If we really want to save the planet, this is how …

2009-12-16 00:00

THE Copenhagen climate change conference is ­trying to find solutions that will protect the future wellbeing of life on Earth.

Wangari Maathai, the Kenyan environmental Nobel Prize winner, sees the indicators of quality of life as: health, food security, electricity, water and sanitation. For future life on Earth, we simply have to take better care of these life-support systems. Although “awareness” is still an important feature of our work, we need to move beyond simplistic assumptions that awareness alone will provide the ingredient for change, and explore more substantive social change processes.

We need to ensure that education (relevant to ­human-capacity development) occurs on an unprecedented scale. The future of human life on Earth depends on meaningful and effective human-capacity development and this has never been more in demand.

The environmentalist James Lovelock has predicted that climate change will wipe out most life on Earth before the end of this century. He foresees crop failures, drought and death on an unprecedented scale. The population of our warming, increasingly barren world could plunge from about seven billion to one billion, by 2100, as people compete for ever-scarcer life-supporting resources.

What does this scenario mean for ordinary people who are now aware that just about everything is going wrong? Our human actions, especially the unprecedented burning of fossil fuels, is threatening life on Earth [see box].

Unfortunately, the conventional wisdom that raising awareness will lead directly to behaviour change has been a wishful hope. There is no reputable ­research that confirms this causal, linear assumption. We certainly do need to raise awareness, but simplistic messages from those who know, or think they know, to those who don’t are not enough to turn the tide. Not only are we failing our life-support systems but our dominating thinking and world view, which is steeped in the assumption that awareness leads ­directly to behaviour change, appears to have little validity.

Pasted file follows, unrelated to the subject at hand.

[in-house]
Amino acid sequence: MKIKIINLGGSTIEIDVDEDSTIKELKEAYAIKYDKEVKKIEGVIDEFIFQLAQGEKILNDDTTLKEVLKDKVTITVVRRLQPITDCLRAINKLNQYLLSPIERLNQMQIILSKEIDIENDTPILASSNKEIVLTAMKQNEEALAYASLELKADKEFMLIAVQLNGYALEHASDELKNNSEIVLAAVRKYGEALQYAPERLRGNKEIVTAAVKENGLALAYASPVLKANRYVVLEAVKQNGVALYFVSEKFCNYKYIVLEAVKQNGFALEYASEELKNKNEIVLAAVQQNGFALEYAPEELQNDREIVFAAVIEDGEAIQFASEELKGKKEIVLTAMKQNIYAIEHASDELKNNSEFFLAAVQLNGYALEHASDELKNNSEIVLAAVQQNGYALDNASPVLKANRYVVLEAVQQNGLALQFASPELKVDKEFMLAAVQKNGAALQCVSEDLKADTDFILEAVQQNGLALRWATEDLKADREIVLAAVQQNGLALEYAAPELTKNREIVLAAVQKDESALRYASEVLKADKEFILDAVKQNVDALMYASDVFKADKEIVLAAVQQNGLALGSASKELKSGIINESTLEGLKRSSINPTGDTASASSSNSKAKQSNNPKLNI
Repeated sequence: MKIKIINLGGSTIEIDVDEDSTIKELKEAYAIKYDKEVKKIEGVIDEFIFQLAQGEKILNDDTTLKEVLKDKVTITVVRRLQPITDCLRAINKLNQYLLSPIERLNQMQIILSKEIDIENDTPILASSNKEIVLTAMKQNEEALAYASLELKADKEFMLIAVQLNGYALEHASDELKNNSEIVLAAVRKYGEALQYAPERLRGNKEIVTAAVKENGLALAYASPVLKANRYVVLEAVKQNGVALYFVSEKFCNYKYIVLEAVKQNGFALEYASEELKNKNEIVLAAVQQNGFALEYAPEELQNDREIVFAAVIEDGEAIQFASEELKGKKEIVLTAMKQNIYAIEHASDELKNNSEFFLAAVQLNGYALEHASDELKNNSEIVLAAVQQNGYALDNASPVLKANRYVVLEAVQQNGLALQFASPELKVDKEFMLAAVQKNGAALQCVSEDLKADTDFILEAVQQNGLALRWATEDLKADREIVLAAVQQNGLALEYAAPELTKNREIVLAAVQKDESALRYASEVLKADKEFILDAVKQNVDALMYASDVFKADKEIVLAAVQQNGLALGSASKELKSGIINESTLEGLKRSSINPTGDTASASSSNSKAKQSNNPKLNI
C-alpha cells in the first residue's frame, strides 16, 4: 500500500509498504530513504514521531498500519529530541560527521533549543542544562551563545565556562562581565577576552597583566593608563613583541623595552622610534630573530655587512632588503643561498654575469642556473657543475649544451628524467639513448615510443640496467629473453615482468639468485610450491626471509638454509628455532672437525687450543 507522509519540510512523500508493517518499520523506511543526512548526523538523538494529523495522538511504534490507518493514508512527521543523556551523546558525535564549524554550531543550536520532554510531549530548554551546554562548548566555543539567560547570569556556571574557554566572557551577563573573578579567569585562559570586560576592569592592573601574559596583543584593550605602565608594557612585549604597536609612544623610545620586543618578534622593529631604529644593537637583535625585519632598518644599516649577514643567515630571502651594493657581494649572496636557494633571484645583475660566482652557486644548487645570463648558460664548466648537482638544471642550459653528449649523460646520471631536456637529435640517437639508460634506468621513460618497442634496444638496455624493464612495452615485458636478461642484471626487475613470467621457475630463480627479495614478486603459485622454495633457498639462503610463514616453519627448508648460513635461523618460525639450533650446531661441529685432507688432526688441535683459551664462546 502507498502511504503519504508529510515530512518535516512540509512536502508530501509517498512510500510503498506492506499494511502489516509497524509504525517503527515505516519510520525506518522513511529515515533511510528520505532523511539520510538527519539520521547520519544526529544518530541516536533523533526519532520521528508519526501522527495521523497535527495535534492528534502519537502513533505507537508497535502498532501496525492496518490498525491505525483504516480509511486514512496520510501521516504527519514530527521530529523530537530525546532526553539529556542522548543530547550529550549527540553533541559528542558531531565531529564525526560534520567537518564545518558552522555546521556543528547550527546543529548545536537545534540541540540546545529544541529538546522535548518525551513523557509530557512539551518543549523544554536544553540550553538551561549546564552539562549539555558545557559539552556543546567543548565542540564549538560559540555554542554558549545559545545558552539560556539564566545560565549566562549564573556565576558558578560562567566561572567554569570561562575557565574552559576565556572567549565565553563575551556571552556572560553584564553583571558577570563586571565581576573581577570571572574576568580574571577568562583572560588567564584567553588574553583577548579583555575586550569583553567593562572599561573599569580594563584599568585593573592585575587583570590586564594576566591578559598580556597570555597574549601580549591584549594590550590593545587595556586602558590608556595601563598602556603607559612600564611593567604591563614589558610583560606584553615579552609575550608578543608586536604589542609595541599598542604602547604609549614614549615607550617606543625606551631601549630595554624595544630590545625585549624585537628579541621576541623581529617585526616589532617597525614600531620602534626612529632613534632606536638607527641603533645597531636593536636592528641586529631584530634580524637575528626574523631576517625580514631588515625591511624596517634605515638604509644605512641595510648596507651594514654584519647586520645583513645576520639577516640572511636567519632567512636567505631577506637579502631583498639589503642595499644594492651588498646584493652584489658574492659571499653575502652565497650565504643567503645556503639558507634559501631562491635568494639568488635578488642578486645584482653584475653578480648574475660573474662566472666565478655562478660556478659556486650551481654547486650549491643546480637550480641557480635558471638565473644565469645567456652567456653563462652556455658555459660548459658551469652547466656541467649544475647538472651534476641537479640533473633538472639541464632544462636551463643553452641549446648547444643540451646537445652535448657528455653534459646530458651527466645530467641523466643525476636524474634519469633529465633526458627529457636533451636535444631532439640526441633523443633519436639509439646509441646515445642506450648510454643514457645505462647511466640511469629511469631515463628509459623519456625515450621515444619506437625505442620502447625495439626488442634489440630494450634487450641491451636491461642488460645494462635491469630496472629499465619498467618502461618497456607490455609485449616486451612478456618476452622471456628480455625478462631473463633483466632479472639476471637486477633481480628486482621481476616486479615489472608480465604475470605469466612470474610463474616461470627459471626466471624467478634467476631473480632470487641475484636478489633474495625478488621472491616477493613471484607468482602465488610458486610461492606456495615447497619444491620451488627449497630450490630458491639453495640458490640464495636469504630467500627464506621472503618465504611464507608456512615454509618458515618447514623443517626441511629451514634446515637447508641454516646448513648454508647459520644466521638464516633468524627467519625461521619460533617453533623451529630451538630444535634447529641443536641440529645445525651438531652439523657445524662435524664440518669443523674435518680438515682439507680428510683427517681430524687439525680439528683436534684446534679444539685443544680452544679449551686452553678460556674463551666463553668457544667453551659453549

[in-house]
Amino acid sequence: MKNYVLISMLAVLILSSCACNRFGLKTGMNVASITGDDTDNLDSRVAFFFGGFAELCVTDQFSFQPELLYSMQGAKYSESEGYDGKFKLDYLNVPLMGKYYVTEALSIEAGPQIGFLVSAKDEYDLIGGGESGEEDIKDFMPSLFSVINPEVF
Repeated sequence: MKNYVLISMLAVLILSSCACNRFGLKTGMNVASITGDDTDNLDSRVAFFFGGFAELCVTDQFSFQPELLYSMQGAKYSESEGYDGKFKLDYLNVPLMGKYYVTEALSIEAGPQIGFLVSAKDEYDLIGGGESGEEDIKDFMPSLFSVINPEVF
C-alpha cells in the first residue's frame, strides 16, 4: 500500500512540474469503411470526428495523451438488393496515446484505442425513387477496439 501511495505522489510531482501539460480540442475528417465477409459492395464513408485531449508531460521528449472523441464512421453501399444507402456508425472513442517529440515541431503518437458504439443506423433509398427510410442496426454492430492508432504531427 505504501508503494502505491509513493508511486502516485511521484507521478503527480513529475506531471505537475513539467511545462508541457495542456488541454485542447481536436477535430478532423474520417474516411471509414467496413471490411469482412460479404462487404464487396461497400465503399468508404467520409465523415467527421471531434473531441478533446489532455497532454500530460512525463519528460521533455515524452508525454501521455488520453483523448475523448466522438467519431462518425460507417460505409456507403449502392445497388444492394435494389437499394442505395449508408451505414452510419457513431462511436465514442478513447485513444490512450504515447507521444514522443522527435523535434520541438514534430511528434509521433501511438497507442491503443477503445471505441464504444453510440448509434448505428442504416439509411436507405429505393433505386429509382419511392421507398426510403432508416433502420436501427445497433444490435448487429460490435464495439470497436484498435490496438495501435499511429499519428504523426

The hope that if people become worried they will be motivated to adopt more informed actions and practices is equally flawed. When we become worried, our chances of acting more reasonably may even be reduced and, like a rabbit caught in the headlights, paralysis could result. We may do nothing or simply give up trying to find a more sustainable way of living. Education and awareness-raising processes that are based on fear and “doom and gloom” scenarios can be really counter-productive when we need creative, confident and innovative responses. “Emitting messages, however clever or evocative they may be, is not the same as helping real people, in real places, change an aspect of their everyday material reality. The transition to sustainability is no longer about messages, it’s about activity” (John Thackara, 2009).

Sociologist Pierre Bourdieu writes that we should work from what “we do” rather than from awareness or information about what “we should do”. We should, therefore, work from what we are currently doing and work towards better, more sustainable practices. In other words, we should “do it, to get it” rather than assume that if we share the understanding, or the message, other people will “get it” and learn to “do it” more wisely. These insights about human behaviour have strengthened our understanding of “action learning” and the Wildlife and Environment Society of South Africa (Wessa) increasingly draws on applied and practical action, using an Active Learning Framework rather than on awareness-raising alone, to bring about the substantial changes that are needed.